General Stanley McChrystal’s assessment of the Afghanistan-Pakistan theater and request for more troops has not yet received any action from Barack Obama, but according to McClatchy and the Long War Journal, he may not have a lot of time to make a decision. McChystal has grown frustrated with President Obama’s “deliberative pace,” and may resign if Obama chooses not to act on his request. The commander of the Af-Pak theater followed Obama’s strategic decisions from the spring to their natural conclusion, and may not remain if Obama reverses course now:
Within 24 hours of the leak of the Afghanistan assessment to The Washington Post, General Stanley McChrystal’s team fired its second shot across the bow of the Obama administration. According to McClatchy, military officers close to General McChrystal said he is prepared to resign if he isn’t given sufficient resources (read “troops”) to implement a change of direction in Afghanistan …
Today, the military is perceiving that the administration is punting the question of a troop increase in Afghanistan, and the military is even questioning the administration’s commitment to succeed in Afghanistan. The leaking of the assessment and the report that McChrystal would resign if he is not given what is needed to succeed constitute some very public pushback against the administration’s waffling on Afghanistan.
The Washington Post reports that McChrystal’s assessment has split the Beltway along partisan lines, as expected. Karen DeYoung also reminds readers that McChrystal’s strategy came from the President himself originally:
Gen. Stanley A. McChrystal’s grim assessment of the Afghanistan war has opened a divide between the military, which is pushing for an early decision to send more troops, and civilian policymakers who are increasingly doubtful of an escalating nation-building effort.
Senior military officials emphasized Monday that McChrystal’s conclusion that the U.S. effort in Afghanistan “will likely result in failure” without an urgent infusion of troops has been endorsed by the uniformed leadership. That includes Joint Chiefs of Staff Chairman Mike Mullen and Gen. David H. Petraeus, the head of U.S. Central Command and architect of the troop “surge” strategy widely seen as helping U.S. forces turn the corner in Iraq.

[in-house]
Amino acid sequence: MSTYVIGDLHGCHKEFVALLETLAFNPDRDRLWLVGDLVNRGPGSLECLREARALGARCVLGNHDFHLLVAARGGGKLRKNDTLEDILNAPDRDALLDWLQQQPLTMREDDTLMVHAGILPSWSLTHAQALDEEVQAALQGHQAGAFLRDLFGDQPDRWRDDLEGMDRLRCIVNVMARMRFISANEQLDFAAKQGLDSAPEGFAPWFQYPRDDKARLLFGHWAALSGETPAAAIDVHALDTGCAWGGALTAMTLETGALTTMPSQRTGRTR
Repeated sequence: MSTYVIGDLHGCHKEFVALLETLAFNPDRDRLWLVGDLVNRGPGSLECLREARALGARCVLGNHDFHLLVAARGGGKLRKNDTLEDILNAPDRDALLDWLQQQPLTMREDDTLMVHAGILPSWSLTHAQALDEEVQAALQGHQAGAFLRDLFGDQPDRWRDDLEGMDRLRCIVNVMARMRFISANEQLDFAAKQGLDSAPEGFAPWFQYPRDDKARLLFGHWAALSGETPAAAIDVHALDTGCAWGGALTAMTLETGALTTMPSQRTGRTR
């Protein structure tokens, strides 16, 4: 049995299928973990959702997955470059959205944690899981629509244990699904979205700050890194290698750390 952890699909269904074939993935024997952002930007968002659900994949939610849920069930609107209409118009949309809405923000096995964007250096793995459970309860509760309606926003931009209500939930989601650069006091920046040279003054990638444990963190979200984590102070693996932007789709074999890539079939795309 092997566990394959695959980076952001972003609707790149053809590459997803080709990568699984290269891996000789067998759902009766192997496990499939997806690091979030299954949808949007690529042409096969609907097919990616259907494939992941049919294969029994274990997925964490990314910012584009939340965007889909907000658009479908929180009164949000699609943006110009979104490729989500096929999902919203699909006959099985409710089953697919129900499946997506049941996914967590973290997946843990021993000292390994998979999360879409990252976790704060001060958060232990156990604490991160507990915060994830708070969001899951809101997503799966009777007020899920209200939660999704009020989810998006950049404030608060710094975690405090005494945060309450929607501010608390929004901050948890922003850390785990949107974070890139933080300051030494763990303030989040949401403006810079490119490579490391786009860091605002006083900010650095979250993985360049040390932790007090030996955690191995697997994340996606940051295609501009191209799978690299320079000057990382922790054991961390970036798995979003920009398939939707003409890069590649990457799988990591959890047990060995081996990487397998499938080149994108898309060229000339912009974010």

But before any decision is made, some of President Obama’s civilian advisers have proposed looking at other, less costly options to address his primary goal of preventing al-Qaeda from reestablishing itself in Afghanistan. Those options include a redirection of U.S. efforts — away from protecting the Afghan population and building the Afghan state and toward persuading the Taliban to stop fighting — as well as an escalation of targeted attacks against al-Qaeda itself in Pakistan and elsewhere.
Obama’s public remarks on Afghanistan indicate that he has begun to rethink the counterinsurgency strategy he set in motion six months ago, even as his generals have embraced it. The equation on the ground has changed markedly since his March announcement, with attacks by Taliban fighters showing greater sophistication, U.S. casualties rising, and the chances increasing that Afghanistan will be left with an illegitimate government after widespread fraud in recent presidential elections.
What if McChrystal resigns? It will present Obama with a big political problem. McChrystal would only resign if he planned to go public with his frustrations over the White House strategy in Af-Pak. McChrystal to this point has not been seen as a candidate for political office (as his commander, General David Petraeus, has been seen by some), which would make public criticisms even more troublesome if McChrystal chose to go that route.
Even if McChrystal keeps his mouth shut, his sudden resignation would draw close attention to Obama’s waffling on Afghanistan and his commitment to the war Obama repeatedly vowed to fight while a candidate for the presidency. Commanding officers do not just quit for no reason, and they don’t quit in the middle of wars they believe they are being allowed to fight and win. His resignation would create a strong impression that Obama has flip-flopped and lacked the leadership to articulate a new strategy.
But would McChrystal resign? My guess is that he would only do so in the last extremity. If he believes that Obama has no intention of fighting seriously, then McChrystal would pack his bags. If it just comes down to a dispute over troop levels, those can be resolved with good communication. The fact that this report got leaked (as well as the threat to resign) indicates that communication has degraded significantly between the White House and its top commander in the war zone, which is a separate but related matter.
Update: Michael Goldfarb has a good analysis of the political aspects of the leak.